Paul D. Schreiber High School in Port Washington had three scholars: Jolie Bercow, Emma Levin and Leah Taylor.
Levin studied increased hurricane risks for communities in the United States as a result of climate change, Taylor examined the effects of celebrity political endorsements on Instagram on high school student activism, and Bercow studied how herbivory affects plant reproduction in milkweed-dominated communities.
“The district is so proud of Jolie, Emma, and Leah for this incredible accomplishment and we applaud them for their dedication and thoroughness to their scientific research,” said Kathleen Mooney, the superintendent of Port Washington Union Free School District. “We will continue to cheer them on and support these outstanding students as they move into the next round of the competition.”
Richard Lee and Kendrick Tak were Manhasset High School’s two Regeneron Scholars. Lee interpreted geophysical fluid mechanics, while Tak studied the reduction of degeneration related to amyotrophic lateral sclerosis.
“I am incredibly proud of Richard and Kendrick for being named Regeneron Science Talent Search Scholars. It is a tremendous achievement and a testament to how hard they’ve worked,” Manhasset Superintendent Vincent Butera said. “Richard and Kendrick are great representatives of Manhasset Public Schools and we wish them much luck as they continue in the competition!”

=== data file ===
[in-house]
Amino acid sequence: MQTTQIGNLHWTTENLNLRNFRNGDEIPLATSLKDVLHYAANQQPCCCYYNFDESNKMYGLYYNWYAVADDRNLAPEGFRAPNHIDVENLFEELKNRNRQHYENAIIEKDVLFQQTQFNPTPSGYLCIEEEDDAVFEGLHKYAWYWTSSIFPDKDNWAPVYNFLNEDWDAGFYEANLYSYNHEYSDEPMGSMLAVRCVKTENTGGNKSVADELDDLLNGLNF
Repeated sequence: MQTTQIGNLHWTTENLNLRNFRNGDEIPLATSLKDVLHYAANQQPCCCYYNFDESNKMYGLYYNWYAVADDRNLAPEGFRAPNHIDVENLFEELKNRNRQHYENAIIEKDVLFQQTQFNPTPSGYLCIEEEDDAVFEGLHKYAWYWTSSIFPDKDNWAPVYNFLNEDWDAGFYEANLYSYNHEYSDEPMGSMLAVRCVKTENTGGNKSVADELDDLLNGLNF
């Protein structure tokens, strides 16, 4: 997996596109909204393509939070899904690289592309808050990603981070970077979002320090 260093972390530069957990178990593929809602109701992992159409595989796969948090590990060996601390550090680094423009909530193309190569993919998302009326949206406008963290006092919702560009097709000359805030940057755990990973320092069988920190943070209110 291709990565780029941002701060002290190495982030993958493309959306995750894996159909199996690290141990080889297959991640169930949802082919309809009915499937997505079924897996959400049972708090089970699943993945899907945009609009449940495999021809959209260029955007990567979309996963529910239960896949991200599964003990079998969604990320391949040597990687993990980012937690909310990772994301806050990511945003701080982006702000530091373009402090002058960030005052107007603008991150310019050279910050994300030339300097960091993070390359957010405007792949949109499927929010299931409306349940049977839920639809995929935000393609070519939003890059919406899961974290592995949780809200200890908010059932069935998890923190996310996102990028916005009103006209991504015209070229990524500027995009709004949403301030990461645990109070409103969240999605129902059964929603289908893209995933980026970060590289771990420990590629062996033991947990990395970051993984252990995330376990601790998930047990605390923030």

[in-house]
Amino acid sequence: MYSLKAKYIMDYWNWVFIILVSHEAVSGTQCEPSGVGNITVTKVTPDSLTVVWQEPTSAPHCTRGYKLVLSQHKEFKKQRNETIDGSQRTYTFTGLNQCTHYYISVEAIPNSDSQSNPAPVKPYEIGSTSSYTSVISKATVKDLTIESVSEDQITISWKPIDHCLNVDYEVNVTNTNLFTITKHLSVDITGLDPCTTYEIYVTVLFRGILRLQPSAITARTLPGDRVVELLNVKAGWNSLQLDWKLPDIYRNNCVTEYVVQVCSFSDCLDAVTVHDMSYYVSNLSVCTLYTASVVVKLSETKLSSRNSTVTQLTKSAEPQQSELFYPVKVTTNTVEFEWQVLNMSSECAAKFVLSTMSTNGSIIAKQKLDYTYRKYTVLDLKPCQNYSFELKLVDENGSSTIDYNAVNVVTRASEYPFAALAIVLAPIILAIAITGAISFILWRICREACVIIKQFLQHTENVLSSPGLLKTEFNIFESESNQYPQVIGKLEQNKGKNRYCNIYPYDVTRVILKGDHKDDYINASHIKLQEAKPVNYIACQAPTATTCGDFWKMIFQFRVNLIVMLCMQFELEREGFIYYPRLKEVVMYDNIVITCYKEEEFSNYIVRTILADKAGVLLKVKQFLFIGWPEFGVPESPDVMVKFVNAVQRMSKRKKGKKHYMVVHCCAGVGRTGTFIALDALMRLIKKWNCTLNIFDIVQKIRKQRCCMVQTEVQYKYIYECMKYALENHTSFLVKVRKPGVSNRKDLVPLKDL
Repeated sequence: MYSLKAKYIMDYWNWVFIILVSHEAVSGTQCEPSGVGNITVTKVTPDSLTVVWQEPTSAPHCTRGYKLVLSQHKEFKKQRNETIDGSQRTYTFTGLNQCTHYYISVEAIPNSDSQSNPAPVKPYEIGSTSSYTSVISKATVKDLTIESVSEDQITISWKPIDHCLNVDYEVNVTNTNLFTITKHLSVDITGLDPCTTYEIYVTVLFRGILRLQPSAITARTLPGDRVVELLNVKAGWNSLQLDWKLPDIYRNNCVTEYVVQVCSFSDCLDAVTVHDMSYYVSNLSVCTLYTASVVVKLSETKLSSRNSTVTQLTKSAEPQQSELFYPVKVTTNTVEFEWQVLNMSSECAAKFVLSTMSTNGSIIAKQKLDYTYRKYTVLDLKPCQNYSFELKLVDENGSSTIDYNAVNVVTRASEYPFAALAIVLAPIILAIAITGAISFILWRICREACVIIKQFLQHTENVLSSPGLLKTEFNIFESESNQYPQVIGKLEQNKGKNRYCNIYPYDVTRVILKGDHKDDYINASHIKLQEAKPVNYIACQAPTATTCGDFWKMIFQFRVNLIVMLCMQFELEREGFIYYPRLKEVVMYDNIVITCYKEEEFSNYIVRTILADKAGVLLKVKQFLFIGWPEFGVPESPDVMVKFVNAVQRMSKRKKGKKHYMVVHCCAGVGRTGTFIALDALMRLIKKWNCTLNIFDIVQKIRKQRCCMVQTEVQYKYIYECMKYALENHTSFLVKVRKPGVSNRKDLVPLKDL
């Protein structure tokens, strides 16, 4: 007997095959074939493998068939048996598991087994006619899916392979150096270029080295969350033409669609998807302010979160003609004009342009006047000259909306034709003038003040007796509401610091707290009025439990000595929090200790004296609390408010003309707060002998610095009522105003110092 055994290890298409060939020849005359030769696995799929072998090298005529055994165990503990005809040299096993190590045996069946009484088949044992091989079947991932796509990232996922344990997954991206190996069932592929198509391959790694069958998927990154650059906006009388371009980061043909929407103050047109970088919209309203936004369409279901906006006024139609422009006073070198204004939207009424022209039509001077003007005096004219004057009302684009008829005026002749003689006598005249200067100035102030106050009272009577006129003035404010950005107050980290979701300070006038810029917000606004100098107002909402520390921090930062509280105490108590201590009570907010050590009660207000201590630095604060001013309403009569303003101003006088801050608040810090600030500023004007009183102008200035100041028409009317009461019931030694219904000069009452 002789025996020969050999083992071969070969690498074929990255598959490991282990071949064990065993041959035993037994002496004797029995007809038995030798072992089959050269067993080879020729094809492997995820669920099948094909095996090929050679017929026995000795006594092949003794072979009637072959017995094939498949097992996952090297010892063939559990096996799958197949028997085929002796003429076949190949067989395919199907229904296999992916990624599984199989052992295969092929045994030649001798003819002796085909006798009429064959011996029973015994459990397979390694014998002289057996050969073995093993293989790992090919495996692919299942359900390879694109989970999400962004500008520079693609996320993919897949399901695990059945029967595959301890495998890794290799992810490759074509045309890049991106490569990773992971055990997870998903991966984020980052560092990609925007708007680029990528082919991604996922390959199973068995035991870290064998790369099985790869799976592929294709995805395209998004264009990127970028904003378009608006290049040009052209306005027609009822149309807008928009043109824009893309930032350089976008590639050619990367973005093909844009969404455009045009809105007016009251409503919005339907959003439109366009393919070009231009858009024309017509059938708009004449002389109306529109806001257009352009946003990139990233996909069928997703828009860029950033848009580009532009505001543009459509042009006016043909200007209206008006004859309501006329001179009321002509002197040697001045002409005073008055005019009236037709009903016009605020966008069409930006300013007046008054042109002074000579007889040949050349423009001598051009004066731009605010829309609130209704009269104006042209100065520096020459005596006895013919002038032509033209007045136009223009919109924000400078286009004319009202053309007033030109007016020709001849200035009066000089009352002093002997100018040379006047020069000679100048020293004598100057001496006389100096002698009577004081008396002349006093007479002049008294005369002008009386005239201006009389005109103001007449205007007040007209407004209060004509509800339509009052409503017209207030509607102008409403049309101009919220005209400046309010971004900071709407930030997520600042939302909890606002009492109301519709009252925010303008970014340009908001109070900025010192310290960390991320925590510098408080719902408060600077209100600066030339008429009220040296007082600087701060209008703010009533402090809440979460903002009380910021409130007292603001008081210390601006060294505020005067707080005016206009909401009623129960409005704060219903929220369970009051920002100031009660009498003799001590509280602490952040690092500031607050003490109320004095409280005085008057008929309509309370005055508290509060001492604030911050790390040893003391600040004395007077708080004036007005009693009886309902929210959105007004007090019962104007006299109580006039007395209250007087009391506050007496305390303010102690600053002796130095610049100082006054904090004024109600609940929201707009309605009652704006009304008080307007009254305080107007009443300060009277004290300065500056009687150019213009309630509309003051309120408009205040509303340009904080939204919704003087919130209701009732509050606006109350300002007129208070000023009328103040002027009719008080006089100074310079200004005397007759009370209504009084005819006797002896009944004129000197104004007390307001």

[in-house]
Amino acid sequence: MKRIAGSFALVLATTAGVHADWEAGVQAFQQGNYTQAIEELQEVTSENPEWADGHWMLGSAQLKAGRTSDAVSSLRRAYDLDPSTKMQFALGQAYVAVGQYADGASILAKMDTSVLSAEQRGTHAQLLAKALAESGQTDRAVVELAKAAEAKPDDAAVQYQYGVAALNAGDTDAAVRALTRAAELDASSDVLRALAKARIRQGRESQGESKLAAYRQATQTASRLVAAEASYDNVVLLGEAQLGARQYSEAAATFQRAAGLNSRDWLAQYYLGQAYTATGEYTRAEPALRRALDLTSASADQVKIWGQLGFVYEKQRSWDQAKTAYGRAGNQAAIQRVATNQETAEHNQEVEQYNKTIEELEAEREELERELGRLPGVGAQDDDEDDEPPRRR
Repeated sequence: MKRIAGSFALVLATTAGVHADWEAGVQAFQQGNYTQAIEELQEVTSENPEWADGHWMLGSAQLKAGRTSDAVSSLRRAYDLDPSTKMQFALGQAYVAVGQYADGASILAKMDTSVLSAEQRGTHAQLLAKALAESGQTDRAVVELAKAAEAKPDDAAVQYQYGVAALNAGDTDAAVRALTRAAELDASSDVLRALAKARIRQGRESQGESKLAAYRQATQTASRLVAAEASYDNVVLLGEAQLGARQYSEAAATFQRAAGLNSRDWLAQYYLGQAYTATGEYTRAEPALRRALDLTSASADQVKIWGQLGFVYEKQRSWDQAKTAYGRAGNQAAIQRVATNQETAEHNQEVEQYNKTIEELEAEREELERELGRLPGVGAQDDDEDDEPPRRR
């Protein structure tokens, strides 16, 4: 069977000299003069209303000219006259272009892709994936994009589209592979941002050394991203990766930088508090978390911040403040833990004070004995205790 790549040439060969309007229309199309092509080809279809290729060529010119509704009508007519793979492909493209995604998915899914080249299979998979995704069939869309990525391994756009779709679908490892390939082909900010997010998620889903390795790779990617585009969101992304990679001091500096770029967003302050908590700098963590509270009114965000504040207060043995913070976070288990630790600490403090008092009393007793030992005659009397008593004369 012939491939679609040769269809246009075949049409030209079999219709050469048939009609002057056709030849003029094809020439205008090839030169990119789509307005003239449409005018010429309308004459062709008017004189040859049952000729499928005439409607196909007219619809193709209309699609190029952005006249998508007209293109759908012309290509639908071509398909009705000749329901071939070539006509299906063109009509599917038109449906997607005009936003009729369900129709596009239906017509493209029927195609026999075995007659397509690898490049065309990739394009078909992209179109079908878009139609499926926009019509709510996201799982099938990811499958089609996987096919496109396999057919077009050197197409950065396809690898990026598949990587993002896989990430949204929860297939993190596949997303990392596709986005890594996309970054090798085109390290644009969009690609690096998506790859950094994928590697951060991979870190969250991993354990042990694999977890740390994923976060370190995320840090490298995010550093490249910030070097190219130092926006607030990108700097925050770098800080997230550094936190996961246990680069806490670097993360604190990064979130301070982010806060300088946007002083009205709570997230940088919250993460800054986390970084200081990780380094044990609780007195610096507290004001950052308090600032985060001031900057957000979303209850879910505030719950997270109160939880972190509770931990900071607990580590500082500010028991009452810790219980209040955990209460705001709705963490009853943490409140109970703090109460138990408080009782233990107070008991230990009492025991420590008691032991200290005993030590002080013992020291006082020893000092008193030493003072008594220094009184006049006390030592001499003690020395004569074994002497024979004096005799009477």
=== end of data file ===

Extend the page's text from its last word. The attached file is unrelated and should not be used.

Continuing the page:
The Wheatley School in Old Westbury, which is part of the East Williston School District, had two scholars: Manan Shukla, who created a special pill dispenser that uses cloud technology to accurately report medication intake, and Brandon Zhu, who created a secure encryption protocol.
“This particular competition accepts the best of the best, and we’re proud two students were nominated this year,” said Alexis Pace, the director of sciences at the Wheatley School, adding that this brings a “sense of pride to the district.”
Herricks High School senior Eish Maheshwari was recognized as a Regeneron Scholar for translational medicine research. His project focused on the design of a red blood cell-based drug delivery platform involving re-engineered silica nanoparticles.
“Being named a Regeneron Scholar is a truly amazing accomplishment. Eish is a brilliant and hard-working student who is well deserving of this honor,” Herricks Superintendent of Schools Fino Celano said. “We also recognize the efforts of Rénee Barcia, our science research program coordinator, for her dedication to our very successful research program at Herricks High School.”
With 103 scholars, New York was home to more than a third of the total scholars. Long Island scholars, totaling 53, made up the majority of that.
The Jericho school district topped the Long Island list of Regeneron Science Talent Search Scholars, with eight students claiming the honor. This was followed by the Great Neck and Roslyn districts, with five scholars each.
Last year, 14 students from area schools were named Regeneron Science Talent Search scholars.
Jed Hendrixson, Teri West and Jessica Parks contributed reporting.